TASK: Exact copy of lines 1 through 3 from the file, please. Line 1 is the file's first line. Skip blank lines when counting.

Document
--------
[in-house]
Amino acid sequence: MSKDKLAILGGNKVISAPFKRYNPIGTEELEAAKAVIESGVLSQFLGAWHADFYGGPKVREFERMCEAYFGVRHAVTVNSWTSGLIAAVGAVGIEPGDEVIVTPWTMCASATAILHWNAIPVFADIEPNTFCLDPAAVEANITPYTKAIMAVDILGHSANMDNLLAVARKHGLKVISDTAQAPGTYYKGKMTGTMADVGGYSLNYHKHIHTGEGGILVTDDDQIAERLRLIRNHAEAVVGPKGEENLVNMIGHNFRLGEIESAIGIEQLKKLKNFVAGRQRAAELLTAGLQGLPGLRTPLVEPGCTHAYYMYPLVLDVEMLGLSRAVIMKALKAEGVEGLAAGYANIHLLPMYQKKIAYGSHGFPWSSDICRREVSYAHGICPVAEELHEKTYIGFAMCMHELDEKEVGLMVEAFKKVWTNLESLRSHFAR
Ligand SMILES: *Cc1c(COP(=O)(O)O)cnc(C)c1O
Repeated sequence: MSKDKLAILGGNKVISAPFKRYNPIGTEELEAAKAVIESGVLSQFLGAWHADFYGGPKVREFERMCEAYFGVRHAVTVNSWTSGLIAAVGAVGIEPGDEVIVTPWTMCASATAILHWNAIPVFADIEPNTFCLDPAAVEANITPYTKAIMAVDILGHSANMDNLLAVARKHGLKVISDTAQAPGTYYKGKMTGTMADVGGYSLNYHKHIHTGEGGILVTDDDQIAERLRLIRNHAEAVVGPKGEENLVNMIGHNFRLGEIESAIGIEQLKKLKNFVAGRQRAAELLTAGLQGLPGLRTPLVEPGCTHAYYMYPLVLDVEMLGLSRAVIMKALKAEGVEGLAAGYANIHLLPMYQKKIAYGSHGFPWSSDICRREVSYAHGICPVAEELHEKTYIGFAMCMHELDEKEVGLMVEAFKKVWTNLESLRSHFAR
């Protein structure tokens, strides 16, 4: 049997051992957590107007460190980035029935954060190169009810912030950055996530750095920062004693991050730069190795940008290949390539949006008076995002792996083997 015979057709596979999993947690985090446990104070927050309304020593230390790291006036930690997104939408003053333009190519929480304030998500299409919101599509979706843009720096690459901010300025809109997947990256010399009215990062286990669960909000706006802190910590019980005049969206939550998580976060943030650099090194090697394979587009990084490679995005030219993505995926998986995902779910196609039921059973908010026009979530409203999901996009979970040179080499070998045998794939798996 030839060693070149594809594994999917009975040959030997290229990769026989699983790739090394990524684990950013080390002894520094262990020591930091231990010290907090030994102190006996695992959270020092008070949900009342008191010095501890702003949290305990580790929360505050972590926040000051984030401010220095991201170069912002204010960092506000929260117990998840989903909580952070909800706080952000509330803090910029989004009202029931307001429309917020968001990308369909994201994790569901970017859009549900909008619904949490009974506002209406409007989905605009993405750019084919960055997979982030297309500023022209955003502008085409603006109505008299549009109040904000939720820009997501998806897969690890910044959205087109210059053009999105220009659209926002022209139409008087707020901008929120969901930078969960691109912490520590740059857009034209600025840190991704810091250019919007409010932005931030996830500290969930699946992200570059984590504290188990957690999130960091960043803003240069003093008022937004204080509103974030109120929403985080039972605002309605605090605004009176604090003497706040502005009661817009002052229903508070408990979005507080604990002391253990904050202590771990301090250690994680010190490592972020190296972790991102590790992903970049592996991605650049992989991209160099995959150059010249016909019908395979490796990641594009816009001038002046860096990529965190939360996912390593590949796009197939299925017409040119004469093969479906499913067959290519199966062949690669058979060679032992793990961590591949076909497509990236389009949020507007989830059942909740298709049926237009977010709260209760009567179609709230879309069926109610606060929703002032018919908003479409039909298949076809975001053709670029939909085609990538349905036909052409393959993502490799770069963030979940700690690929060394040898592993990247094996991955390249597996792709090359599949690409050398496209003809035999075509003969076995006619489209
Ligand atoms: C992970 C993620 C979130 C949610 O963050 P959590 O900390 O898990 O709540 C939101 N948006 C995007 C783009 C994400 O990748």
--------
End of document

[in-house]
Amino acid sequence: MSKDKLAILGGNKVISAPFKRYNPIGTEELEAAKAVIESGVLSQFLGAWHADFYGGPKVREFERMCEAYFGVRHAVTVNSWTSGLIAAVGAVGIEPGDEVIVTPWTMCASATAILHWNAIPVFADIEPNTFCLDPAAVEANITPYTKAIMAVDILGHSANMDNLLAVARKHGLKVISDTAQAPGTYYKGKMTGTMADVGGYSLNYHKHIHTGEGGILVTDDDQIAERLRLIRNHAEAVVGPKGEENLVNMIGHNFRLGEIESAIGIEQLKKLKNFVAGRQRAAELLTAGLQGLPGLRTPLVEPGCTHAYYMYPLVLDVEMLGLSRAVIMKALKAEGVEGLAAGYANIHLLPMYQKKIAYGSHGFPWSSDICRREVSYAHGICPVAEELHEKTYIGFAMCMHELDEKEVGLMVEAFKKVWTNLESLRSHFAR
Ligand SMILES: *Cc1c(COP(=O)(O)O)cnc(C)c1O